Director Parker Finn and his actors, led by Sosie Bacon, present the horror film “Smile”. And reveal to us the name of the actor whose smile worries them the most.
Here is a horror movie that will make you want to laugh. First feature film directed by Parker Finnnoticed thanks to the short Laura Hasn’t Slept two years ago, Smile confronts a psychiatrist with a mysterious force, after having witnessed the suicide of one of her patients, a huge smile on her face.
From then on, the slightest grin will become a source of tension, for the heroine embodied by Bacon lookalike (daughter of Kevin Bacon and Kyra Sedgwick) as for the spectator, with whom the director likes to play while evoking the question of trauma. And it is accompanied by his actors that he presents the feature film to us.
AlloCiné: What led you to make “Smile” your first feature film as director Parker?
Parker Finn : It all started with a short film, Laura Hasn’t Slept, which I made in 2020. It was really the rough draft of what Smile became. I’ve always been fascinated by what’s going on in our heads, all the accumulated trauma, the guilt, the anxieties that haunt us. And how we manage to hide all this from the rest of the world, as if we were normal. I wanted to see what might happen if your own mind turned against you and you couldn’t trust your senses and instincts anymore. How your life is completely turned upside down.
What did you want to talk about through these horrific elements?
Parker Finn: I was really very lucky to be able to make a feature film that pushes the boundaries of genre film. I like to have an impact on the public and I hope that will be the case here. I think it’s impossible to totally get rid of the things that haunt us, and we can’t wear this mask for a long time. I hope this film will allow people who know people who seem to suffer from trauma to deal with them in a different way. So it’s a film about compassion in a sense.
Bacon lookalike : Smile shows that when we experience childhood trauma, it never leaves us, despite all the therapy work we can do on ourselves. I hope a film like this will allow people who have problems to talk about it and share their suffering so that we understand them better. So that they don’t feel guilty about their condition.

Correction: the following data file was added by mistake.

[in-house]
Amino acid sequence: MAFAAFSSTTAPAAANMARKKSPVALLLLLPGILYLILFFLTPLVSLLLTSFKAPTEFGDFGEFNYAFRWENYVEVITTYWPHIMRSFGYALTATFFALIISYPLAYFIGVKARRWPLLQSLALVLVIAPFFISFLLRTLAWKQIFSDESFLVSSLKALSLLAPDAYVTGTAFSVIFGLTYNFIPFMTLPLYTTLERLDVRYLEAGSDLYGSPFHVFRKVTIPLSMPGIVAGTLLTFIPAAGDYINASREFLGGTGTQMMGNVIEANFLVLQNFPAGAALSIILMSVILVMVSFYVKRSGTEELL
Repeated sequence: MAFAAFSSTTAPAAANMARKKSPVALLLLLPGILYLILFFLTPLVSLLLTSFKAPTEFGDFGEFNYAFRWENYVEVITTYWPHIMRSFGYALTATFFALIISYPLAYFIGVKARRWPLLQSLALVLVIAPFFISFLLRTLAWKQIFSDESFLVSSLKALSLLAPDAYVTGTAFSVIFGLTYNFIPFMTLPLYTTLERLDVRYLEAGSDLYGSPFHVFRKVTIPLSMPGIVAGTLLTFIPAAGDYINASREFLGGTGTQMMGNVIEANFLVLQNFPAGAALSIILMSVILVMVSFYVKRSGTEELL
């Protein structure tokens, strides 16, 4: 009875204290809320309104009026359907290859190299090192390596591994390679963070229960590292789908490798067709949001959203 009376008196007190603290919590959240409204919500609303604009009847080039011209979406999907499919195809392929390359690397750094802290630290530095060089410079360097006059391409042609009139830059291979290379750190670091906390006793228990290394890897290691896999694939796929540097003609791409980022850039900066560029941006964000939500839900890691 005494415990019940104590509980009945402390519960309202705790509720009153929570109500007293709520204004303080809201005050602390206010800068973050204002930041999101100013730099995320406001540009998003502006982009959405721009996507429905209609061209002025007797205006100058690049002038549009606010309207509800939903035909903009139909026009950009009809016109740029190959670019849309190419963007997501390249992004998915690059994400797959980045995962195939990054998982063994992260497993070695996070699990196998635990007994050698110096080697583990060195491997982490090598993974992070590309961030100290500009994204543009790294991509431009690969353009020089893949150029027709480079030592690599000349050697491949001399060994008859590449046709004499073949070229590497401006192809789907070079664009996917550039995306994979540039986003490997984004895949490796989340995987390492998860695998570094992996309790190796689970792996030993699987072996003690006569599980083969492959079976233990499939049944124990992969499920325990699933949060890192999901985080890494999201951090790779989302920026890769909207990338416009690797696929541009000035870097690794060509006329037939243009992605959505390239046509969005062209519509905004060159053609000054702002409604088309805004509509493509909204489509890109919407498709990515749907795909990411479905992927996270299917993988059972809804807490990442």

The fear of catching a virus is inevitably found, in a certain way, in the script of Smile
Is there a person who, when they smile, really scares you?
Parker Finn: I think Willem Dafoe has a really scary smile. I’ve never met him but I find his facial expression unique and complex. His whole face can express terror. It is fabulous.
Kyle Gallner : I agree. Willem Dafoe is the quintessential creepy smile master. No one can top Willem Dafoe.
Do you find that our human relationships have changed with the pandemic and the masks? That we smile less than before?
Parker Finn: What’s interesting is that I wrote this film in the midst of a pandemic, when I could only see the eyes of the people I passed on the street or in the stores. It is certain that all this has contributed to accentuating our fear of the other, of the stranger. And the fear of catching a virus and all this is inevitably found, in a certain way, in the script of Smile. I believe a smile can be deceptive, like a living lie. We are sometimes too inclined to think that the smile is the international symbol of kindness and recognition.
The smile is born in us, it is something primitive, instinctive. When you’re a baby, you smile before you even speak. But today, we use our smile as a mask to hide our true emotions, our deep intentions. It’s like a defense and protection mechanism. It was fascinating, for me, to turn the concept of the smile around and make it something threatening and dangerous.
Jessie T Usher : I feel like people express themselves more through their eyes, because that’s how they learned to smile for over two years. I think human relationships are more fragile than ever, especially after two years of isolation. It is difficult, I find, to be normal and fearless around others.
Bacon look-alike: The mask has almost become part of our body during the pandemic. I find myself occasionally surprised to put my hand in front of my face when I speak, as if I miss the mask. It’s really weird. It is certain that human relationships are different, the fear of the other seems more intense than ever. Before the pandemic I had no problem visiting sick people in a hospital or rehabilitation center, but now I don’t. I had to go to the ER the other day and I felt so uncomfortable and scared in that environment. It is as if we had been robbed of the possibility of not being afraid.
Interview by Roxana Bina in Los Angeles on September 25, 2022